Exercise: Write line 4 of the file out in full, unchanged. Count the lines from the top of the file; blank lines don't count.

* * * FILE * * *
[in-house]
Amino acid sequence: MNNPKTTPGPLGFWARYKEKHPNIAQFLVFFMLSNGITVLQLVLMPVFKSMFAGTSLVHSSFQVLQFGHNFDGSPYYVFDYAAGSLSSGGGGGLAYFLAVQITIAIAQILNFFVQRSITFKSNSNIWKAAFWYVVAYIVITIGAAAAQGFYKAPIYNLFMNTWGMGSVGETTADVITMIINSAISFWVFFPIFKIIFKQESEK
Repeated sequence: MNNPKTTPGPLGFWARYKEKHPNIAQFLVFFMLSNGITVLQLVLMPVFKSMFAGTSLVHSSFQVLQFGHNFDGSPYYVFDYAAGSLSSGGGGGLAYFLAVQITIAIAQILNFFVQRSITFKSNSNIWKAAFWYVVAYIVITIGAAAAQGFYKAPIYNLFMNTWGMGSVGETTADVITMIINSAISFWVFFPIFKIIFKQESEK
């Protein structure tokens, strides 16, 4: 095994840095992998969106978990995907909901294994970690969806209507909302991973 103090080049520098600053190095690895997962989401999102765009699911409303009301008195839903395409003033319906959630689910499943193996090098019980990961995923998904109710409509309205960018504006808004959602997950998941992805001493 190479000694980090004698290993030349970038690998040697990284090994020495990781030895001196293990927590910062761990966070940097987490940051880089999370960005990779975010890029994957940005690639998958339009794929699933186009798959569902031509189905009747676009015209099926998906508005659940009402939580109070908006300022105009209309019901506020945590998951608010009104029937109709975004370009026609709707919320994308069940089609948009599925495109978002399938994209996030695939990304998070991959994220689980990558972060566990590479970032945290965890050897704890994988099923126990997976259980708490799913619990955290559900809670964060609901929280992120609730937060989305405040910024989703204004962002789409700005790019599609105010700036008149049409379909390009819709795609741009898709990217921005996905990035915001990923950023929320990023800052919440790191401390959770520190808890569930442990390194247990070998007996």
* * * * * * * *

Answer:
């Protein structure tokens, strides 16, 4: 095994840095992998969106978990995907909901294994970690969806209507909302991973 103090080049520098600053190095690895997962989401999102765009699911409303009301008195839903395409003033319906959630689910499943193996090098019980990961995923998904109710409509309205960018504006808004959602997950998941992805001493 190479000694980090004698290993030349970038690998040697990284090994020495990781030895001196293990927590910062761990966070940097987490940051880089999370960005990779975010890029994957940005690639998958339009794929699933186009798959569902031509189905009747676009015209099926998906508005659940009402939580109070908006300022105009209309019901506020945590998951608010009104029937109709975004370009026609709707919320994308069940089609948009599925495109978002399938994209996030695939990304998070991959994220689980990558972060566990590479970032945290965890050897704890994988099923126990997976259980708490799913619990955290559900809670964060609901929280992120609730937060989305405040910024989703204004962002789409700005790019599609105010700036008149049409379909390009819709795609741009898709990217921005996905990035915001990923950023929320990023800052919440790191401390959770520190808890569930442990390194247990070998007996």